Show DetailsHuman Biology
BIO 2214 credits

This course presents an introduction to the structure and function of tissues and organs of the human body. Topics include human tissues, organs and organ systems, genetics, microbiology and immunology (satisfies general education credit in the Natural Science Area).
Show DetailsEnvironmental Science
ENV 2014 credits

This introductory-level physical science course focuses on global climate change, natural resources, population issues, and pollution and waste management. While this is not a mathematics intensive course, one goal of this course is to introduce the student to the scientific method. To help the student understand the scientific method, the student will complete analytical assignments using real world data (satisfies general education credit in the Natural Science Area).
Show DetailsIntro to Earth Science
GEO 1204 credits

This introductory-level physical science course is an interdisciplinary course combining concepts from geology, oceanography, and meteorology. Topics include the earth processes such as earthquakes, volcanoes, global climate change, hurricanes, coastal processes, and the hydrologic cycle. (satisfies general education credit in the Natural Science Area).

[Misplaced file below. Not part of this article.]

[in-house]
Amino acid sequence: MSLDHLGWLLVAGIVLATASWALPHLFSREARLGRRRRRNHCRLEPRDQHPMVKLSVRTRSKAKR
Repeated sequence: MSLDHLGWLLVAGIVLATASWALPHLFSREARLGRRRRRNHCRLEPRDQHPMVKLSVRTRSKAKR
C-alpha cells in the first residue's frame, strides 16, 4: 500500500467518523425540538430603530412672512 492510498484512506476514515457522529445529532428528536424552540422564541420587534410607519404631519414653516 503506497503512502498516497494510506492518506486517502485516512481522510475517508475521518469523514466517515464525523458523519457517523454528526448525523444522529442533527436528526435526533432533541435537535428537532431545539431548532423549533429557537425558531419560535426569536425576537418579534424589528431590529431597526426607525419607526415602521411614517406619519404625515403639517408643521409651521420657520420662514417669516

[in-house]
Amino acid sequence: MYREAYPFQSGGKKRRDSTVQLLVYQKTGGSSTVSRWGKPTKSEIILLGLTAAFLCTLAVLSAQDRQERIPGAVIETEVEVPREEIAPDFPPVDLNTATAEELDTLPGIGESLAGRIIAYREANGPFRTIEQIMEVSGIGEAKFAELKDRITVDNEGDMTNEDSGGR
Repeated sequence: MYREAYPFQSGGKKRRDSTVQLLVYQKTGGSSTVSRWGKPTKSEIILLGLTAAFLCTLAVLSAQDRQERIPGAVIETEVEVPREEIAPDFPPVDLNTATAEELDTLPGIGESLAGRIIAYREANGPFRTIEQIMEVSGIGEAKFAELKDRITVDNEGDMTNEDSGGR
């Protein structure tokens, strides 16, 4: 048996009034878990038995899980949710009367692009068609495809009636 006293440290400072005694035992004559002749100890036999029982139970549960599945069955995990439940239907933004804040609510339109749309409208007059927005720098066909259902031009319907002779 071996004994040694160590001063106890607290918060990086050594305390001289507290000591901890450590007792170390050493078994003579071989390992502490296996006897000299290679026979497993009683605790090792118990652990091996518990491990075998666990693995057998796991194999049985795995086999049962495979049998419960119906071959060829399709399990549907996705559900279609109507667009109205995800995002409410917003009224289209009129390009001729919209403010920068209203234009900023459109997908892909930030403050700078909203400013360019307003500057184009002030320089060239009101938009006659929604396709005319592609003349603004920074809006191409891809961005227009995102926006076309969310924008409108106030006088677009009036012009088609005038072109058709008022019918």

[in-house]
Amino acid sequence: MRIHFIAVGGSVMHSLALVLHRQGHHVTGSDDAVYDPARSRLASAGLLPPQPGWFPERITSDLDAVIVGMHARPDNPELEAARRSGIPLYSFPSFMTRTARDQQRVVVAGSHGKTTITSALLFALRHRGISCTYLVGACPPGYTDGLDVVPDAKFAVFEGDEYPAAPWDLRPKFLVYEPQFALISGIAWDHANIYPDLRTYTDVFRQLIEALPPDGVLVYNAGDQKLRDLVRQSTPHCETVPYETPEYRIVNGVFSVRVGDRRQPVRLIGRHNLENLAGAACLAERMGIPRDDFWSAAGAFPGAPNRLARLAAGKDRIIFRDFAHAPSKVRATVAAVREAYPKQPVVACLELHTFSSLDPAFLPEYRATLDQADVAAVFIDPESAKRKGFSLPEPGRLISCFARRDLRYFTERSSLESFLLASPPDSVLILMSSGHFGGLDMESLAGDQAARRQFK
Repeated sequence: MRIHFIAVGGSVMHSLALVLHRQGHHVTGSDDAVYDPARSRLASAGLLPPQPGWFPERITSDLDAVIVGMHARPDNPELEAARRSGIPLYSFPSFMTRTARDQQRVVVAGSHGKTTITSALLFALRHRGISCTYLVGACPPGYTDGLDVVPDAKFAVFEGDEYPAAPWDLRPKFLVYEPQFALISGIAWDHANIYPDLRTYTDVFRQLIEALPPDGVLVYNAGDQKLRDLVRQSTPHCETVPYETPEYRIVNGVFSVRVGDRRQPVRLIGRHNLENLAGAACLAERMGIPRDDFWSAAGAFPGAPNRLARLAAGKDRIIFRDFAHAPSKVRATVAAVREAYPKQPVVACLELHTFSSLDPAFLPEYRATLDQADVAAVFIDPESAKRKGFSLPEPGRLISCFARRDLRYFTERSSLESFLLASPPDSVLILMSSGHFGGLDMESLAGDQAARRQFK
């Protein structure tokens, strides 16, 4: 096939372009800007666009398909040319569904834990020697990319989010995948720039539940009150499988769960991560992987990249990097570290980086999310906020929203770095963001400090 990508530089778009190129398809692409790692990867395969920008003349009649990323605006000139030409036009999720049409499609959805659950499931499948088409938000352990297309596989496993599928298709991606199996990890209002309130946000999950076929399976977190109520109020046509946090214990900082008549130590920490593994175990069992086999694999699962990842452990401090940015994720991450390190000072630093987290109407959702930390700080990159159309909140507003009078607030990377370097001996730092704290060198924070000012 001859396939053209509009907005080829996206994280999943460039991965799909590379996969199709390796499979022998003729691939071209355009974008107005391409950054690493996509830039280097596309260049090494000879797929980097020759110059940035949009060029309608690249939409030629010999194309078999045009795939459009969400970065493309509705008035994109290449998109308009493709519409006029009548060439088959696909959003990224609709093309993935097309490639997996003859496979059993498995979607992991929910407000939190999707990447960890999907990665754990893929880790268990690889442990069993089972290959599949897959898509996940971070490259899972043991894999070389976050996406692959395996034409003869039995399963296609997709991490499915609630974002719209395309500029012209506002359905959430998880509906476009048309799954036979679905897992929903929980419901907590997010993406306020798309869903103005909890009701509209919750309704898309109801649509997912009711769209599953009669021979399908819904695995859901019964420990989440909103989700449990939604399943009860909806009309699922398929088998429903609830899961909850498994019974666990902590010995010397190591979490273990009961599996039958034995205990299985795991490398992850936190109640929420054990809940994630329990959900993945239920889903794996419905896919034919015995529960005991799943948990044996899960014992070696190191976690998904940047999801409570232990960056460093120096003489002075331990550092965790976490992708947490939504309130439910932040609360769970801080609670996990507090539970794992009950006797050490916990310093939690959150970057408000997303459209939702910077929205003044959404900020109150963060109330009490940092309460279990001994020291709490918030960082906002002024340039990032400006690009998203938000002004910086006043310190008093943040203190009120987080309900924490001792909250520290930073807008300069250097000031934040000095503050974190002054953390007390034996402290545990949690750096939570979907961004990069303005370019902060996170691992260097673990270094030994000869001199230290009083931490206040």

Show DetailsIntro to Physical Science
PHS 1104 credits

This introductory-level science course introduces the student to the fundamental properties of energy and matter. Topics include fundamental concepts of physics, chemistry, astronomy, and geology. While this is not a mathematics intensive course, one goal of this course is to introduce the student to the scientific method. To help the student understand the scientific method, the student will complete analytical assignments using real world data. (satisfies general education credit in the Natural Science Area).
Show DetailsIntro to Astronomy
PHS 1114 credits

This introductory-level physical science course includes a general survey of astronomy. Topics include the sun and planets, evolution of the solar system, galaxies/nebulae, and stellar evolution. (satisfies general education credit in the Natural Science Area).